I lived my childhood in a locality of Hyderabad called Hardikar Bagh. My high school was situated near Kundan Bagh and my college in Bashir Bagh. Many localities in Hyderabad had the suffix ‘bagh’(garden) because that is how the founders of Baghnagar wanted the city to be. While Bengaluru has come to be known as India’s ‘garden city’, Baghnagar, now Hyderabad, was the original garden city. The sultans of the Qutb Shahi dynasty developed a city of gardens on the banks of the River Musi, across the plains from their rocky fort of Golkonda.
The love affair of the Qutb Shahi sultan, Muhammed Quli Qutb Shah, with a Hindu dancer and singer, Bhagmati, has created some confusion about the city’s original name. Some historians insist the city was called Bhagnagar, after Bhagmati, and became Hyderabad when she converted to Islam and became Begum Hyder Mahal. This version fits well into the “love jihad” narrative of the Bharatiya Janata Party, though the BJP has now demanded that the city be named Bhagyanagar. Bhagya meaning fortune or destiny.
Through the 15th to the 17th century, this urban settlement was referred to as Baghnagar and Bhagnagar in English texts and maps. Historian Andrew Petersen records in his History of Islamic Architecture that Hyderabad was originally called Baghnagar—a city of gardens. Narendra Luther, a civil servant-turned-historian, quotes the Italian traveller Abbe Carre recording in 1672: “This large town... Bhagnagar is full of strangers and merchants. Foreigners and others carry on the trade without restrictions to their nationality.” Mahomed Kasim Ferishta in his History of the Rise of the Mohammedan Power in India (1829) and H.C. Briggs in The Nizam, His History and Relations with the British Government (1861) have recorded that at some point in the 18th century, Baghnagar/Bhagnagar was renamed Hyderabad.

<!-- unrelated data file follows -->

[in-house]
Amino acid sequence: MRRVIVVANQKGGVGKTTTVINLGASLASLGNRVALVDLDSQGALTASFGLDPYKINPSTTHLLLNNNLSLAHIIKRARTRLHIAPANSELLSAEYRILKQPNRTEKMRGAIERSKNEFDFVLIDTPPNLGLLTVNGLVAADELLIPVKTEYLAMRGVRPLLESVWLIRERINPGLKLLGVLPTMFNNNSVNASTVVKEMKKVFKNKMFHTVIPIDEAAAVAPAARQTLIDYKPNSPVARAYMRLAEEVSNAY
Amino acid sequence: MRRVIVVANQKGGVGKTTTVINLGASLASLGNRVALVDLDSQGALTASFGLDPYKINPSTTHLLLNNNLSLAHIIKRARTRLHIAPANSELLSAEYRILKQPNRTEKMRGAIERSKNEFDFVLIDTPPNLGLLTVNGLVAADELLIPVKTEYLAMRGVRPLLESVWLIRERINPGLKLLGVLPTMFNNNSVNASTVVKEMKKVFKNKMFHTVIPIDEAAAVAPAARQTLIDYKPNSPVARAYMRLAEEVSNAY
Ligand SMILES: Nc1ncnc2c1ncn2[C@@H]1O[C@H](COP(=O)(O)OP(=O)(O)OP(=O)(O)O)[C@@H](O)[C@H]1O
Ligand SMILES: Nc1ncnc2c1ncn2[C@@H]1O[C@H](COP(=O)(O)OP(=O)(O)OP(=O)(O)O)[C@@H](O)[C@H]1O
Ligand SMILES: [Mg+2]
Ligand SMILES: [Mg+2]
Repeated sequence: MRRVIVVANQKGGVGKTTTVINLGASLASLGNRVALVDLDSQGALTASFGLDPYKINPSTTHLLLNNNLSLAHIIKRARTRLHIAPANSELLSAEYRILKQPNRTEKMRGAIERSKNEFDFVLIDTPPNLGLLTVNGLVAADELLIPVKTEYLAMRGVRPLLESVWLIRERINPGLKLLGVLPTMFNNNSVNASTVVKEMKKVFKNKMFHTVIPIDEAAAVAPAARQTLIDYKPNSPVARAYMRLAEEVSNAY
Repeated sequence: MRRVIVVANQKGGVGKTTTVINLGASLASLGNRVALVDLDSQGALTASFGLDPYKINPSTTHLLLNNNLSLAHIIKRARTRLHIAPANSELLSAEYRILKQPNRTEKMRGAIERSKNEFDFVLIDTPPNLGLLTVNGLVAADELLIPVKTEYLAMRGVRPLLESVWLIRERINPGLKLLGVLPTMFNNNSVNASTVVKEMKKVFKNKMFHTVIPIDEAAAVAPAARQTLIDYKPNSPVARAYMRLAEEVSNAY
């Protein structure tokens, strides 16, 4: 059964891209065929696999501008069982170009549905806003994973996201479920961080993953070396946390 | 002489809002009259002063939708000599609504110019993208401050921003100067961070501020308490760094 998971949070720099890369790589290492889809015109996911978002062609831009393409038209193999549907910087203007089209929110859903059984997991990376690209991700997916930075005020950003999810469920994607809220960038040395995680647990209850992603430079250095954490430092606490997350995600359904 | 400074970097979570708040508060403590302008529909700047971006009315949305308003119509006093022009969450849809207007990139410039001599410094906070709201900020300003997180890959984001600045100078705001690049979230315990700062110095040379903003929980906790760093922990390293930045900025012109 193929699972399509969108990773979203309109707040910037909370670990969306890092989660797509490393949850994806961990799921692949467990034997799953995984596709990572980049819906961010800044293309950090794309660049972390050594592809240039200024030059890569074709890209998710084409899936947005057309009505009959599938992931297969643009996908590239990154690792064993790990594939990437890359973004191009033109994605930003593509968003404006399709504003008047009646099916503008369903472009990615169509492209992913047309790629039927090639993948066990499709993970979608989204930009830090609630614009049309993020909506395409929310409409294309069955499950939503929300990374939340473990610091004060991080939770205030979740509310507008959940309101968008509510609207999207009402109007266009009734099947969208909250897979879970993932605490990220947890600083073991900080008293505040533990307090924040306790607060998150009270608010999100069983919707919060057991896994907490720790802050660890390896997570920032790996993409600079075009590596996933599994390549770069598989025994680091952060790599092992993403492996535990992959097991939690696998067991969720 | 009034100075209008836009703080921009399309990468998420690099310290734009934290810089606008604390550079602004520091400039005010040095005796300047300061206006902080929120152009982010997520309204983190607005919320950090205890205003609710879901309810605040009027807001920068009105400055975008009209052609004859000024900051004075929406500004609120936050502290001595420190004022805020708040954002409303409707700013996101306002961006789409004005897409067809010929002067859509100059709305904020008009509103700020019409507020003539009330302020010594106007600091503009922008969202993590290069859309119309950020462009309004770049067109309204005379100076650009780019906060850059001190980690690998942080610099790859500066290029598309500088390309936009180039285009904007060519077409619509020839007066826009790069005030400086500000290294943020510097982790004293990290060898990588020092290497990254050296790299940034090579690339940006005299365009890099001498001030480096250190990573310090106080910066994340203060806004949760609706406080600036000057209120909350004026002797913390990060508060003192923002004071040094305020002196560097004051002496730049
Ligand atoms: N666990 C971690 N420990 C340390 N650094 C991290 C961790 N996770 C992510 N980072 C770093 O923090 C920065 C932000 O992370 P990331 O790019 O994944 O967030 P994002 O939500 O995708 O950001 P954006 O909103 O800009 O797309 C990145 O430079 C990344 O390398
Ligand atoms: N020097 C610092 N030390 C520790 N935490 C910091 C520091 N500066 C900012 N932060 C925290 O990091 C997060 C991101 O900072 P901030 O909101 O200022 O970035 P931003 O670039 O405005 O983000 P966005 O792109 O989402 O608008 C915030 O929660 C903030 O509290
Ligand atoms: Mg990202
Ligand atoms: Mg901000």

It was the Congress Party that first gave currency to the name ‘Bhagyanagar’, creating the Bhagyanagar Urban Development Authority in the 1970s. Even if the romantic origin of ‘Bhagnagar’ is true, it was still not ‘Bhagyanagar’—the city of fortune/destiny—though that is what Hyderabad has become over the past two decades. Does it then all come down to the location of the letter H and the word’s pronunciation?
I place greater trust in ‘bagh’ than in ‘bhag’ simply because so many localities of the city are called ‘bagh’ and the city of my youth was indeed a ‘garden city’ before concrete took over. While the story of the city’s naming as Bhagnagar is one of love and romance, the name Baghnagar is an equally romantic story of grace and aesthetics, and the ruler’s love for the beauty of nature, if not a woman. However, by contrast, both the political demand for its renaming and the name suggested, Bhagyanagar, are loaded with notions to do with power and wealth.
That is a pity. Hyderabad for me will always be associated with romance, love, gardens, beautiful architecture, grace, hospitality and the confluence of many cultures. As the capital of a kingdom that covered a wide swath of the Deccan, Hyderabad was always truly cosmopolitan. Home to Telugus, Maharashtrians, Kannadigas, Tamils and the Kayasthas who came from the north to join the nizam’s government.
While the Telangana Rashtra Samithi came to power demanding the ouster of “settlers” and “outsiders” from the metropolis, it soon realised that Hyderabad’s cosmopolitanism was its strength, its destiny and its true fortune. The city’s growth is a tribute to the creativity of the people who have come to make it—Telugus and non-Telugus, Hindus, Muslims, Christians, Sikhs and Parsis.
Baru is an economist and a writer. He was adviser to former prime minister Manmohan Singh.